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AP

Jim Comey, who at 6 foot 8 has at least five inches on Donald Trump, has loomed over his campaign and presidency for months — first through his bombshell statements about Hillary's email, then by doggedly pursuing the Russia investigation and eventually getting fired for his zeal.

Next week, Comey comes out of the shadows, with Senate Intelligence Committee testimony scheduled for 10 a.m. Thursday that promises to be the most gripping television to come off of Capitol Hill since the Clinton impeachment hearings or Watergate.

Leaks about Comey's conclusion that Trump was pressuring him, and his real-time documentation in potentially devastating memos, has the White House and its allies worried that this could be their worst week since taking office. The signs of worry:

  • The White House floated a trial balloon about invoking executive privilege to block Comey's testimony, but quickly popped it — two officials tell the N.Y. Times' Michael Schmidt that Trump doesn't plan to go that route. White House officials realized the optics were terrible: It'd look like they had something to hide. Plus Trump aides realize executive privilege isn't absolute — so it wasn't a slam dunk, anyway. And even if the claim stopped Comey's testimony, it couldn't stop a free, fired man from just walking out and giving an interview or a press conference.
  • Fight Club: Trump is scrambling to set up an outside war camp — possibly run by former campaign operatives David Bossie and Corey Lewandowski — to battle Comey's charges. A top official tells me it's hard to bring these guys inside because of their reputations and styles. So one option, reported last night by Fox's Ed Henry, is an outside group set up as a 501(c)4 nonprofit. A Trump aide told me it'd be a way to get the campaign band back together in time of need.
  • The Comey chaos is making staff changes extremely difficult, even though Trump continues to ruminate to friends about his lineup. Top official, beginning with Chief of Staff Reince Priebus, are ensnarled as possible witnesses. Plus, Trump needs more, not less, internal help. On the flip side, officials are having a difficult time finding people who are willing to pay for — or can afford — the hundreds of thousands in legal bills they are likely to incur from joining a White House under investigation.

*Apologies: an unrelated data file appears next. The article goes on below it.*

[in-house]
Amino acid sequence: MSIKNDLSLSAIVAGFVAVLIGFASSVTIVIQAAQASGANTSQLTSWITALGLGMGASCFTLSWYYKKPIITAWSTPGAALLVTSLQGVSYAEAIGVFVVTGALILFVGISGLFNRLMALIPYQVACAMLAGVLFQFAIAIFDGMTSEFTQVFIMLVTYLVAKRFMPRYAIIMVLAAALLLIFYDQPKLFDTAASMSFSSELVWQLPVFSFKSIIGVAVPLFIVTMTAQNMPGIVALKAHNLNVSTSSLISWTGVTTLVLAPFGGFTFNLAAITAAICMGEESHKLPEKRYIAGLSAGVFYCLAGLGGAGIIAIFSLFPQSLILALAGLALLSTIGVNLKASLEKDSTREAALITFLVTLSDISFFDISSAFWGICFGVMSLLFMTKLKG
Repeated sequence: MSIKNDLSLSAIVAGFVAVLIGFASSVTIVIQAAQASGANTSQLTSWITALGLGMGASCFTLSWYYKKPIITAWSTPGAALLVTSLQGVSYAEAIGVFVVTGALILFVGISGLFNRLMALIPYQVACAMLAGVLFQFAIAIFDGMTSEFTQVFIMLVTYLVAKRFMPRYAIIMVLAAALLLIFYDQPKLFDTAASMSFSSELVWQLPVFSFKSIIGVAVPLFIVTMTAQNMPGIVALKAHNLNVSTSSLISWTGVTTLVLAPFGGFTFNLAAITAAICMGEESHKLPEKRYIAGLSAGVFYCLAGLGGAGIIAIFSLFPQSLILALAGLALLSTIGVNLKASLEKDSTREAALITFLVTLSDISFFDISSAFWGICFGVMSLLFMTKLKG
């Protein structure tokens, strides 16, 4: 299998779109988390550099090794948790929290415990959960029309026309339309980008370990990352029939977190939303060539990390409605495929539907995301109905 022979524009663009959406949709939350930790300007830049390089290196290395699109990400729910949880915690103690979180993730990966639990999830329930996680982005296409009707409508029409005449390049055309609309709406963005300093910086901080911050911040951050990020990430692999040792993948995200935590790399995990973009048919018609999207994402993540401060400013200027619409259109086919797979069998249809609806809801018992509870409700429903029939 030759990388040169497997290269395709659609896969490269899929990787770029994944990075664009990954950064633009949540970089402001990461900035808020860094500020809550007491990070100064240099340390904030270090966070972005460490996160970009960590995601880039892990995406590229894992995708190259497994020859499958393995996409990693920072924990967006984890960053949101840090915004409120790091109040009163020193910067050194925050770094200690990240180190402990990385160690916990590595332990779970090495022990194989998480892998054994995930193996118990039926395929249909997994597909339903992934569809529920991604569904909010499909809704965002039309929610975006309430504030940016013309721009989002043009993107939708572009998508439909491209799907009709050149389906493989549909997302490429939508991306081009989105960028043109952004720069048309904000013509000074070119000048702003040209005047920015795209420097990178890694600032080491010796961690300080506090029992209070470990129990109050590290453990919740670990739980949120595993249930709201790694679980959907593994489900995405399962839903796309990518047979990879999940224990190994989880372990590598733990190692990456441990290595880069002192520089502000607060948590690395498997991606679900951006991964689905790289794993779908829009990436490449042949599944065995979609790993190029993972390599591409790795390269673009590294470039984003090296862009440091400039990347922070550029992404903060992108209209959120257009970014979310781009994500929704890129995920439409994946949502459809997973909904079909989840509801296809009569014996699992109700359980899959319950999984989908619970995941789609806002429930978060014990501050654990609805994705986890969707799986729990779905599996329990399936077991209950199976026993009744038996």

Quote of the week, from Jeremy Bash to Nicolle Wallace on MSNBC: "Pro tip: If you want to exert executive privilege, don't fire the guy."

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Go deeper

13 hours ago - World

Maximum pressure campaign escalates with Fakhrizadeh killing

Photo: Fars News Agency via AP

The assassination of Mohsen Fakhrizadeh, the architect of Iran’s military nuclear program, is a new height in the maximum pressure campaign led by the Trump administration and the Netanyahu government against Iran.

Why it matters: It exceeds the capture of the Iranian nuclear archives by the Mossad, and the sabotage in the advanced centrifuge facility in Natanz.

Scoop: Biden weighs retired General Lloyd Austin for Pentagon chief

Lloyd Austin testifying before Congress in 2015. Photo: Chip Somodevilla/Getty Images

Joe Biden is considering retired four-star General Lloyd Austin as his nominee for defense secretary, adding him to a shortlist that includes Jeh Johnson, Tammy Duckworth and Michele Flournoy, two sources with direct knowledge of the decision-making tell Axios.

Why it matters: A nominee for Pentagon chief was noticeably absent when the president-elect rolled out his national security team Tuesday. Flournoy had been widely seen as the likely pick, but Axios is told other factors — race, experience, Biden's comfort level — have come into play.

Updated 15 hours ago - Politics & Policy

Coronavirus dashboard

Illustration: Sarah Grillo/Axios

  1. Health: WHO: AstraZeneca vaccine must be evaluated on "more than a press release."
  2. Politics: Supreme Court backs religious groups on New York COVID restrictions.
  3. World: Thailand, Philippines sign deal with AstraZeneca for vaccine.
  4. Economy: Safety nets to disappear in December Black Friday shopping across the U.S., in photosAmazon hires 1,400 workers a day throughout pandemic.
  5. Education: National standardized tests delayed until 2022.